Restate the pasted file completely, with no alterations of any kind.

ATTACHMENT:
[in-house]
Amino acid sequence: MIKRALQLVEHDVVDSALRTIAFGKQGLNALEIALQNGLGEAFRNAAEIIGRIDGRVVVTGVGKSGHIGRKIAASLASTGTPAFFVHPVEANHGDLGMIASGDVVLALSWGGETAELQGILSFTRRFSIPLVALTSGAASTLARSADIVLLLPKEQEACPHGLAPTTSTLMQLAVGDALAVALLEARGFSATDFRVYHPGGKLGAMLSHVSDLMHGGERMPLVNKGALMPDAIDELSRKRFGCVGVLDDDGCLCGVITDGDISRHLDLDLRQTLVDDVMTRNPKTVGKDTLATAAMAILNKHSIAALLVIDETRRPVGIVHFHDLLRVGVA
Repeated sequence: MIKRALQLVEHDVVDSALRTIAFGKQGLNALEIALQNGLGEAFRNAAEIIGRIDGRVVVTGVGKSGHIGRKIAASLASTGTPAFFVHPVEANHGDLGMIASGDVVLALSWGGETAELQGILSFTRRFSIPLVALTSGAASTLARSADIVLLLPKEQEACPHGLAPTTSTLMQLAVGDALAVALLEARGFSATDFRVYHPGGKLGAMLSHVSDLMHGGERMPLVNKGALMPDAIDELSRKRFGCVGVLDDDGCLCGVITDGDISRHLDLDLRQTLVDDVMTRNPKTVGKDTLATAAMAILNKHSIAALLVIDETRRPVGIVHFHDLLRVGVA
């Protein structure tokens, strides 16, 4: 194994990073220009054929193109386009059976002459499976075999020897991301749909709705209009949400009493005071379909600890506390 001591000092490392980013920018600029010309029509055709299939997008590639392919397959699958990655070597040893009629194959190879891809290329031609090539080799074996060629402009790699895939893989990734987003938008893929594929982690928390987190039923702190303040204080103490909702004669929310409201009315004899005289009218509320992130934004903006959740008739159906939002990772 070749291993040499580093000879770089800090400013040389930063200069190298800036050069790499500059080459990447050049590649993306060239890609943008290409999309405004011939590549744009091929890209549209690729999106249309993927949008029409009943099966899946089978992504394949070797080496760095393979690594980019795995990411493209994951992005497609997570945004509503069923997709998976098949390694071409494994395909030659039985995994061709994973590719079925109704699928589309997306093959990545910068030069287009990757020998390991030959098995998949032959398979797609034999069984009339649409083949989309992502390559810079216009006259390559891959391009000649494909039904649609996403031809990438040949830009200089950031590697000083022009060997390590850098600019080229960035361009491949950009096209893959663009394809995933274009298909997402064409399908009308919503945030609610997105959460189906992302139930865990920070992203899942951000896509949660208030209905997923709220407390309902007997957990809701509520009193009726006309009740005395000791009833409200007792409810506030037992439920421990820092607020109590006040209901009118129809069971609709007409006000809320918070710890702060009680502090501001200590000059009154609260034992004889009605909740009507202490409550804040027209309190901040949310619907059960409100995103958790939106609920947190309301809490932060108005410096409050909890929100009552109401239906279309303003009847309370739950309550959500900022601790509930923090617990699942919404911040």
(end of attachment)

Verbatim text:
[in-house]
Amino acid sequence: MIKRALQLVEHDVVDSALRTIAFGKQGLNALEIALQNGLGEAFRNAAEIIGRIDGRVVVTGVGKSGHIGRKIAASLASTGTPAFFVHPVEANHGDLGMIASGDVVLALSWGGETAELQGILSFTRRFSIPLVALTSGAASTLARSADIVLLLPKEQEACPHGLAPTTSTLMQLAVGDALAVALLEARGFSATDFRVYHPGGKLGAMLSHVSDLMHGGERMPLVNKGALMPDAIDELSRKRFGCVGVLDDDGCLCGVITDGDISRHLDLDLRQTLVDDVMTRNPKTVGKDTLATAAMAILNKHSIAALLVIDETRRPVGIVHFHDLLRVGVA
Repeated sequence: MIKRALQLVEHDVVDSALRTIAFGKQGLNALEIALQNGLGEAFRNAAEIIGRIDGRVVVTGVGKSGHIGRKIAASLASTGTPAFFVHPVEANHGDLGMIASGDVVLALSWGGETAELQGILSFTRRFSIPLVALTSGAASTLARSADIVLLLPKEQEACPHGLAPTTSTLMQLAVGDALAVALLEARGFSATDFRVYHPGGKLGAMLSHVSDLMHGGERMPLVNKGALMPDAIDELSRKRFGCVGVLDDDGCLCGVITDGDISRHLDLDLRQTLVDDVMTRNPKTVGKDTLATAAMAILNKHSIAALLVIDETRRPVGIVHFHDLLRVGVA
């Protein structure tokens, strides 16, 4: 194994990073220009054929193109386009059976002459499976075999020897991301749909709705209009949400009493005071379909600890506390 001591000092490392980013920018600029010309029509055709299939997008590639392919397959699958990655070597040893009629194959190879891809290329031609090539080799074996060629402009790699895939893989990734987003938008893929594929982690928390987190039923702190303040204080103490909702004669929310409201009315004899005289009218509320992130934004903006959740008739159906939002990772 070749291993040499580093000879770089800090400013040389930063200069190298800036050069790499500059080459990447050049590649993306060239890609943008290409999309405004011939590549744009091929890209549209690729999106249309993927949008029409009943099966899946089978992504394949070797080496760095393979690594980019795995990411493209994951992005497609997570945004509503069923997709998976098949390694071409494994395909030659039985995994061709994973590719079925109704699928589309997306093959990545910068030069287009990757020998390991030959098995998949032959398979797609034999069984009339649409083949989309992502390559810079216009006259390559891959391009000649494909039904649609996403031809990438040949830009200089950031590697000083022009060997390590850098600019080229960035361009491949950009096209893959663009394809995933274009298909997402064409399908009308919503945030609610997105959460189906992302139930865990920070992203899942951000896509949660208030209905997923709220407390309902007997957990809701509520009193009726006309009740005395000791009833409200007792409810506030037992439920421990820092607020109590006040209901009118129809069971609709007409006000809320918070710890702060009680502090501001200590000059009154609260034992004889009605909740009507202490409550804040027209309190901040949310619907059960409100995103958790939106609920947190309301809490932060108005410096409050909890929100009552109401239906279309303003009847309370739950309550959500900022601790509930923090617990699942919404911040």